In the presence of C-CAM, NTX caused a rightward shift in the EKC dose-effect curve that differed in magnitude from that produced in the absence of C-CAM (fig. 4). NTX alone (0.1 mg/kg, 30-min pretreatment) shifted the EKC dose-effect curve by approximately 24-fold. However, in the presence of C-CAM (0.1 mg/kg, 4-hr pretreatment), the same dose of NTX only caused a 3-fold rightward shift. Consistent with this, pKB analysis indicated that the antagonist potency of NTX against EKC was reduced significantly in the presence of C-CAM, with a pKB (95% CL) of 6.9 (6.8 –7.0). For comparison, 0.1 mg/kg of NTX exhibited a similar antagonist effect (10- to 11-fold shift) against U50,488 in the absence or the presence of C-CAM, with a pKB of 7.5 (7.4 –7.6) (fig. 5).

Fig. 4
Comparison of the antagonist effects of NTX (0.1 mg/kg, 30-min pretreatment) in the absence (upper panels) or presence (lower panels) of C-CAM (0.1 mg/kg, 4-hr pretreatment) on EKC- and U50,488-induced antinociception. EKC dose-effect curves under different ...
Fig. 5
Comparison of NTX pKB values (± 95% CL) for different opioid agonists. Closed symbols represent the pKB values for NTX in combination with agonists alone (n = 3). Open symbols represent the NTX pKB values against agonists in the presence of C-CAM ...

To confirm the profile of the differential NTX potency in antagonizing the above-mentioned opioids, NTX pKB values were calculated in another set of subjects (n = 3). Figure 5 illustrates the NTX pKB values (95% CL): alfentanil, 8.6 (8.5– 8.8); EKC, 7.9 (7.8–8.0); U69,593, 7.6 (7.5–7.7); U50,488, 7.6 (7.4 –7.8); bremazocine, 6.9 (6.7–7.1); enadoline, 6.7 (6.6–6.8). The results obtained with pKB analysis were similar to those of pA2 analysis. NTX showed the most potent antagonist effect for alfentanil, intermediate for EKC, U69,593 and U50,488, but much less for bremazocine and enadoline. Because the 95% CL of the pA2 and pKB values for these three groups of agonists did not overlap, the antagonist potency of NTX was considered to be significantly different.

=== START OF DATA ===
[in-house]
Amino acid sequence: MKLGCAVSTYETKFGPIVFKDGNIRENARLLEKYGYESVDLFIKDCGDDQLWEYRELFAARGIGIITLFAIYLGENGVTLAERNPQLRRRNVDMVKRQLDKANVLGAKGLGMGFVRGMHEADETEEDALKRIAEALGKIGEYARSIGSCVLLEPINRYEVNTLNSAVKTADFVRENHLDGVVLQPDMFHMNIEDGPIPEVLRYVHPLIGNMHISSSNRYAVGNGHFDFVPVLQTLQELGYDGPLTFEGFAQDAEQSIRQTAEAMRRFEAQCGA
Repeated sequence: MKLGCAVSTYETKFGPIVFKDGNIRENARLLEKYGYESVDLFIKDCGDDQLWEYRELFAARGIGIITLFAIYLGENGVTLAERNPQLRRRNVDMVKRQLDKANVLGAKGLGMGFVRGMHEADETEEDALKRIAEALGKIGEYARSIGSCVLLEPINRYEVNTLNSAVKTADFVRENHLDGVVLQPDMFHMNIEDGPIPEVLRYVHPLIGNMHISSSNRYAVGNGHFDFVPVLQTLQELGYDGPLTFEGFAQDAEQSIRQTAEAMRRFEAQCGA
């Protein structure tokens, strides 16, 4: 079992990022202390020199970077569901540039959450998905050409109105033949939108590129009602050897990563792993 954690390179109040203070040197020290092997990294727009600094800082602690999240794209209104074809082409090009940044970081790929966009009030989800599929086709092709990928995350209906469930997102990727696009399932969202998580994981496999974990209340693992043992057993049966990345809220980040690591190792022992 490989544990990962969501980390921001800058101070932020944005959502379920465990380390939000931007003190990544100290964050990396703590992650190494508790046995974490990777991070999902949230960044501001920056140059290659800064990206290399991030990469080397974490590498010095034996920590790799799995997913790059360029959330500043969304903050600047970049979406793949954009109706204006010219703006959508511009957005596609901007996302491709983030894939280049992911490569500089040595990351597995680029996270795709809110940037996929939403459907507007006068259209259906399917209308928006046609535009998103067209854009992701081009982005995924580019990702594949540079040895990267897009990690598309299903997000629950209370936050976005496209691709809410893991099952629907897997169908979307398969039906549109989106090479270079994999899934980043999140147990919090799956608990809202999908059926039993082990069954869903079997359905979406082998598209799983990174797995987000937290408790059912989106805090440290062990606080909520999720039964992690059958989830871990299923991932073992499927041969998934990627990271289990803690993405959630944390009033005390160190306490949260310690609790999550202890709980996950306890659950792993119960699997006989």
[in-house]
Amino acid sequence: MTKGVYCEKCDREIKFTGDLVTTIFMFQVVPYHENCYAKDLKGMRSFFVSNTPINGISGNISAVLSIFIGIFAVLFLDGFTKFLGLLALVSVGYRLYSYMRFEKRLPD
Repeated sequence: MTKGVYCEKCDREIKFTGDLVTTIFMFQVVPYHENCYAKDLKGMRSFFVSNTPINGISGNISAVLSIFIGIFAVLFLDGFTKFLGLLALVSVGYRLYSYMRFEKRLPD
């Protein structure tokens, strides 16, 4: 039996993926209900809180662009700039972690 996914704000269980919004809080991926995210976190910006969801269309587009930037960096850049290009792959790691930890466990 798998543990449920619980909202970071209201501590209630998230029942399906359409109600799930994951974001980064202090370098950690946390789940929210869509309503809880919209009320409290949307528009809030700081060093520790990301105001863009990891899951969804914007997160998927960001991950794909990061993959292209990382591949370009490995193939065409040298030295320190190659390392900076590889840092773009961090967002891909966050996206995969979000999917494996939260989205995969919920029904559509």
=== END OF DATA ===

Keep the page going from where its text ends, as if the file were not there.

Radioligand Binding Experiments

NTX readily displaced the specific binding of [3H]DAMGO to membranes of monkey brain with an affinity (Ki) of 0.2 nM. NTX was approximately 3-fold less potent in displacing [3H]U69,593 and 10-fold less potent in displacing [3H]bremazocine (table 4). These values for [3H]DAMGO and [3H]U69,593 were similar to those in a previous report (Emmerson et al., 1994), but the NTX potency against [3H]bremazocine had not been determined previously in monkey cortex. The displacements had Hill slopes of unity confirming that NTX recognized a single binding site for each of the radioligands. The κ1 ligand U69,593 competed for itself affording a Ki value of 1.2 ± 0.2 nM with a slope of unity and also fully displaced [3H]bremazocine affording a Ki value of 3.9 ± 0.3 nM, although with a Hill coefficient of 0.78 ± 0.08. The potency of NTX in antagonizing antinociception induced by different opioids was highly correlated (r2 = 0.99) with the receptor binding affinity (fig. 6).

Fig. 6
Correlation of NTX antagonist potency in the pA2 study and the competition binding study. Ordinate: in vivo NTX pA2 values (moles per kilogram) for alfentanil, U69,593 and bremazocine. Abscissa: NTX pKi values (−log of Ki values, nM) determined ...